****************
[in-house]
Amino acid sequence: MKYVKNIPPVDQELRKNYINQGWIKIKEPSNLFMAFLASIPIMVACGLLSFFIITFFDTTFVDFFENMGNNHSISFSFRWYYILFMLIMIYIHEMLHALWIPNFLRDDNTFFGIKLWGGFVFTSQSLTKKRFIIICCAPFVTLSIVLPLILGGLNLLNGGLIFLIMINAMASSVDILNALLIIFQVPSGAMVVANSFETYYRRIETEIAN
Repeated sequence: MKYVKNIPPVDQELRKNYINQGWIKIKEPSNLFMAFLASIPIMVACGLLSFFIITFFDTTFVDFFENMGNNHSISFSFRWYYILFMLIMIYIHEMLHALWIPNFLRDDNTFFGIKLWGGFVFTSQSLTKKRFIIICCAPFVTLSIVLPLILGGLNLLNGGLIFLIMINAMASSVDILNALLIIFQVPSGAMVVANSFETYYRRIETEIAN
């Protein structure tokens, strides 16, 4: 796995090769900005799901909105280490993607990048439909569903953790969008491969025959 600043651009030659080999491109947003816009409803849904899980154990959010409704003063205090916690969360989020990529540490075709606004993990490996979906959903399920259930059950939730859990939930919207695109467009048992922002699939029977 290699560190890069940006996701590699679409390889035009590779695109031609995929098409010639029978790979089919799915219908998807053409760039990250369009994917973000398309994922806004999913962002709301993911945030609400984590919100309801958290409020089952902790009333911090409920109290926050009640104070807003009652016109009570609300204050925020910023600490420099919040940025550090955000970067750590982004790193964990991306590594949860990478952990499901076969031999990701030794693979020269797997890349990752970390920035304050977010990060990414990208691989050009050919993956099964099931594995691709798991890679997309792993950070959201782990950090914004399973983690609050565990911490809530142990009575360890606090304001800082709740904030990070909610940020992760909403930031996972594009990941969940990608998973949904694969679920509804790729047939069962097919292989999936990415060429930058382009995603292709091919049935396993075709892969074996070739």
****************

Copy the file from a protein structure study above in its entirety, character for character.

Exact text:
[in-house]
Amino acid sequence: MKYVKNIPPVDQELRKNYINQGWIKIKEPSNLFMAFLASIPIMVACGLLSFFIITFFDTTFVDFFENMGNNHSISFSFRWYYILFMLIMIYIHEMLHALWIPNFLRDDNTFFGIKLWGGFVFTSQSLTKKRFIIICCAPFVTLSIVLPLILGGLNLLNGGLIFLIMINAMASSVDILNALLIIFQVPSGAMVVANSFETYYRRIETEIAN
Repeated sequence: MKYVKNIPPVDQELRKNYINQGWIKIKEPSNLFMAFLASIPIMVACGLLSFFIITFFDTTFVDFFENMGNNHSISFSFRWYYILFMLIMIYIHEMLHALWIPNFLRDDNTFFGIKLWGGFVFTSQSLTKKRFIIICCAPFVTLSIVLPLILGGLNLLNGGLIFLIMINAMASSVDILNALLIIFQVPSGAMVVANSFETYYRRIETEIAN
């Protein structure tokens, strides 16, 4: 796995090769900005799901909105280490993607990048439909569903953790969008491969025959 600043651009030659080999491109947003816009409803849904899980154990959010409704003063205090916690969360989020990529540490075709606004993990490996979906959903399920259930059950939730859990939930919207695109467009048992922002699939029977 290699560190890069940006996701590699679409390889035009590779695109031609995929098409010639029978790979089919799915219908998807053409760039990250369009994917973000398309994922806004999913962002709301993911945030609400984590919100309801958290409020089952902790009333911090409920109290926050009640104070807003009652016109009570609300204050925020910023600490420099919040940025550090955000970067750590982004790193964990991306590594949860990478952990499901076969031999990701030794693979020269797997890349990752970390920035304050977010990060990414990208691989050009050919993956099964099931594995691709798991890679997309792993950070959201782990950090914004399973983690609050565990911490809530142990009575360890606090304001800082709740904030990070909610940020992760909403930031996972594009990941969940990608998973949904694969679920509804790729047939069962097919292989999936990415060429930058382009995603292709091919049935396993075709892969074996070739």